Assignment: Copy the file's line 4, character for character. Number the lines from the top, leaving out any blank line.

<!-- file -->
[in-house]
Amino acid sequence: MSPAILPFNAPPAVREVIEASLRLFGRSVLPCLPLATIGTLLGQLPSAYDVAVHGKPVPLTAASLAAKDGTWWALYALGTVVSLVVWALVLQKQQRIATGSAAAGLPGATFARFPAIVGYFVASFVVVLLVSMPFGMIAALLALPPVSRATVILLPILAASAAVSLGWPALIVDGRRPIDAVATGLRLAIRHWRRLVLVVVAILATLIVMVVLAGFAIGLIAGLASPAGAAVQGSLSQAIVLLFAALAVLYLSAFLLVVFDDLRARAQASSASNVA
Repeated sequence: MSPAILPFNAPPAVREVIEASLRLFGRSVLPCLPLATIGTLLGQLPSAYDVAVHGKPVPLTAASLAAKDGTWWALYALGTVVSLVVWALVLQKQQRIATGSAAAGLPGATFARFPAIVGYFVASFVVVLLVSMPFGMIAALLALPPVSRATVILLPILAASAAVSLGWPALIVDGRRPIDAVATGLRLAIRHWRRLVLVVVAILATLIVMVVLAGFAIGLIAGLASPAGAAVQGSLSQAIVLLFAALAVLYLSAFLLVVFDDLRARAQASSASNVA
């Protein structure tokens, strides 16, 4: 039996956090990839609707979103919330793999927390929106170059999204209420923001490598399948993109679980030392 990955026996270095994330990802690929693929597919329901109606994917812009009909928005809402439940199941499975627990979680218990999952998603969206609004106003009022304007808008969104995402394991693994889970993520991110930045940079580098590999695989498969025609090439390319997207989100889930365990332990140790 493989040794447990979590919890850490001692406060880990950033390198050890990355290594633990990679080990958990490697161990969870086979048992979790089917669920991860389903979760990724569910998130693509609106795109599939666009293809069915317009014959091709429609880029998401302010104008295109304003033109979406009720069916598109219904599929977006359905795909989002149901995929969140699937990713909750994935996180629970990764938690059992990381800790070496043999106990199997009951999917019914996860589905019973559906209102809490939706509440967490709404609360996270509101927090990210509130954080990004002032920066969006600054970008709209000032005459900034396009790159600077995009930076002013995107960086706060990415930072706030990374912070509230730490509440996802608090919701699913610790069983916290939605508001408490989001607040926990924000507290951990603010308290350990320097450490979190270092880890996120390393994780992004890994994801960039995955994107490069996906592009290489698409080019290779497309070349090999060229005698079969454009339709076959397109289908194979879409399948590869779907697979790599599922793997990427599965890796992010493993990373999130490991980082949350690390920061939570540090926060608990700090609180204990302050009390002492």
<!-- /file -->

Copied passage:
């Protein structure tokens, strides 16, 4: 039996956090990839609707979103919330793999927390929106170059999204209420923001490598399948993109679980030392 990955026996270095994330990802690929693929597919329901109606994917812009009909928005809402439940199941499975627990979680218990999952998603969206609004106003009022304007808008969104995402394991693994889970993520991110930045940079580098590999695989498969025609090439390319997207989100889930365990332990140790 493989040794447990979590919890850490001692406060880990950033390198050890990355290594633990990679080990958990490697161990969870086979048992979790089917669920991860389903979760990724569910998130693509609106795109599939666009293809069915317009014959091709429609880029998401302010104008295109304003033109979406009720069916598109219904599929977006359905795909989002149901995929969140699937990713909750994935996180629970990764938690059992990381800790070496043999106990199997009951999917019914996860589905019973559906209102809490939706509440967490709404609360996270509101927090990210509130954080990004002032920066969006600054970008709209000032005459900034396009790159600077995009930076002013995107960086706060990415930072706030990374912070509230730490509440996802608090919701699913610790069983916290939605508001408490989001607040926990924000507290951990603010308290350990320097450490979190270092880890996120390393994780992004890994994801960039995955994107490069996906592009290489698409080019290779497309070349090999060229005698079969454009339709076959397109289908194979879409399948590869779907697979790599599922793997990427599965890796992010493993990373999130490991980082949350690390920061939570540090926060608990700090609180204990302050009390002492």